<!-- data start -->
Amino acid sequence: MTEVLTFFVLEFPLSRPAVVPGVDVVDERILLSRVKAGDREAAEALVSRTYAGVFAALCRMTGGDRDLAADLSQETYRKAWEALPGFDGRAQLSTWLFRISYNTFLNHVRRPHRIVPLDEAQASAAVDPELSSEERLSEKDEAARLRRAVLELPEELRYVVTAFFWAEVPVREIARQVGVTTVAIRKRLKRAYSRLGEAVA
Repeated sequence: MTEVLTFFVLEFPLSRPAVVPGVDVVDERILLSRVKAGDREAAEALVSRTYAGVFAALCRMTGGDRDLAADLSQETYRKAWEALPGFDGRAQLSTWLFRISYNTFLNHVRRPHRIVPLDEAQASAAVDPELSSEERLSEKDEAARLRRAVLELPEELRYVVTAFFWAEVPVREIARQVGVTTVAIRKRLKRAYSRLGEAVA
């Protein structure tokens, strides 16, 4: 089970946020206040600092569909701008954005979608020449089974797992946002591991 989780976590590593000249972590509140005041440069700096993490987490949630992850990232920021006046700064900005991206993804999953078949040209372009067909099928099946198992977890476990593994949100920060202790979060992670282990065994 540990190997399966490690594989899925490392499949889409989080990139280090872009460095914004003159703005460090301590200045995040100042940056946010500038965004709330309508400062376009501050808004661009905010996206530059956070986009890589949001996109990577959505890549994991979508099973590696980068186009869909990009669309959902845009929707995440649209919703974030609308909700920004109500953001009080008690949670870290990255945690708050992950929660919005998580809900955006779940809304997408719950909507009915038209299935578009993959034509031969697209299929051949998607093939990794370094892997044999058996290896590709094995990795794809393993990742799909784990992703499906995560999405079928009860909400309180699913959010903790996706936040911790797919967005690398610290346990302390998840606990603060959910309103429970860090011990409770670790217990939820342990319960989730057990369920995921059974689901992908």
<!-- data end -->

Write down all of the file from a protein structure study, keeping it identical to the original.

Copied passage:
Amino acid sequence: MTEVLTFFVLEFPLSRPAVVPGVDVVDERILLSRVKAGDREAAEALVSRTYAGVFAALCRMTGGDRDLAADLSQETYRKAWEALPGFDGRAQLSTWLFRISYNTFLNHVRRPHRIVPLDEAQASAAVDPELSSEERLSEKDEAARLRRAVLELPEELRYVVTAFFWAEVPVREIARQVGVTTVAIRKRLKRAYSRLGEAVA
Repeated sequence: MTEVLTFFVLEFPLSRPAVVPGVDVVDERILLSRVKAGDREAAEALVSRTYAGVFAALCRMTGGDRDLAADLSQETYRKAWEALPGFDGRAQLSTWLFRISYNTFLNHVRRPHRIVPLDEAQASAAVDPELSSEERLSEKDEAARLRRAVLELPEELRYVVTAFFWAEVPVREIARQVGVTTVAIRKRLKRAYSRLGEAVA
């Protein structure tokens, strides 16, 4: 089970946020206040600092569909701008954005979608020449089974797992946002591991 989780976590590593000249972590509140005041440069700096993490987490949630992850990232920021006046700064900005991206993804999953078949040209372009067909099928099946198992977890476990593994949100920060202790979060992670282990065994 540990190997399966490690594989899925490392499949889409989080990139280090872009460095914004003159703005460090301590200045995040100042940056946010500038965004709330309508400062376009501050808004661009905010996206530059956070986009890589949001996109990577959505890549994991979508099973590696980068186009869909990009669309959902845009929707995440649209919703974030609308909700920004109500953001009080008690949670870290990255945690708050992950929660919005998580809900955006779940809304997408719950909507009915038209299935578009993959034509031969697209299929051949998607093939990794370094892997044999058996290896590709094995990795794809393993990742799909784990992703499906995560999405079928009860909400309180699913959010903790996706936040911790797919967005690398610290346990302390998840606990603060959910309103429970860090011990409770670790217990939820342990319960989730057990369920995921059974689901992908």